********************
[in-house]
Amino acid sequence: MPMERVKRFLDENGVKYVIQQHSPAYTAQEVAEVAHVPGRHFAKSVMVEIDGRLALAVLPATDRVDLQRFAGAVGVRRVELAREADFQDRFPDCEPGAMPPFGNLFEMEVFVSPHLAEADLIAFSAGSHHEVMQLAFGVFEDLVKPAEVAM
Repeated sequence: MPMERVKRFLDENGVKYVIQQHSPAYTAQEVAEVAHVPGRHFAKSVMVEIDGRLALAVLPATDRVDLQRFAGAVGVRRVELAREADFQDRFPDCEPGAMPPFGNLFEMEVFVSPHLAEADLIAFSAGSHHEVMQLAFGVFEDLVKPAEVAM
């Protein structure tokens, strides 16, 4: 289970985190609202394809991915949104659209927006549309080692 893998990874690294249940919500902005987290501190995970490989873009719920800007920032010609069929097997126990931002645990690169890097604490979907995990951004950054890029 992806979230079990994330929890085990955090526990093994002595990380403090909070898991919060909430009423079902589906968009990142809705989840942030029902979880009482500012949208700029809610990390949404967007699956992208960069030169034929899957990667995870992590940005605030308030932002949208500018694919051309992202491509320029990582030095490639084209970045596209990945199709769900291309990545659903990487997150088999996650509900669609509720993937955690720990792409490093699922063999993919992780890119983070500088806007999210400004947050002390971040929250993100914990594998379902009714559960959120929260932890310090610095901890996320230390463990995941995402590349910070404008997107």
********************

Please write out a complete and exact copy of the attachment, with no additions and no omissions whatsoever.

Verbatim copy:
[in-house]
Amino acid sequence: MPMERVKRFLDENGVKYVIQQHSPAYTAQEVAEVAHVPGRHFAKSVMVEIDGRLALAVLPATDRVDLQRFAGAVGVRRVELAREADFQDRFPDCEPGAMPPFGNLFEMEVFVSPHLAEADLIAFSAGSHHEVMQLAFGVFEDLVKPAEVAM
Repeated sequence: MPMERVKRFLDENGVKYVIQQHSPAYTAQEVAEVAHVPGRHFAKSVMVEIDGRLALAVLPATDRVDLQRFAGAVGVRRVELAREADFQDRFPDCEPGAMPPFGNLFEMEVFVSPHLAEADLIAFSAGSHHEVMQLAFGVFEDLVKPAEVAM
């Protein structure tokens, strides 16, 4: 289970985190609202394809991915949104659209927006549309080692 893998990874690294249940919500902005987290501190995970490989873009719920800007920032010609069929097997126990931002645990690169890097604490979907995990951004950054890029 992806979230079990994330929890085990955090526990093994002595990380403090909070898991919060909430009423079902589906968009990142809705989840942030029902979880009482500012949208700029809610990390949404967007699956992208960069030169034929899957990667995870992590940005605030308030932002949208500018694919051309992202491509320029990582030095490639084209970045596209990945199709769900291309990545659903990487997150088999996650509900669609509720993937955690720990792409490093699922063999993919992780890119983070500088806007999210400004947050002390971040929250993100914990594998379902009714559960959120929260932890310090610095901890996320230390463990995941995402590349910070404008997107």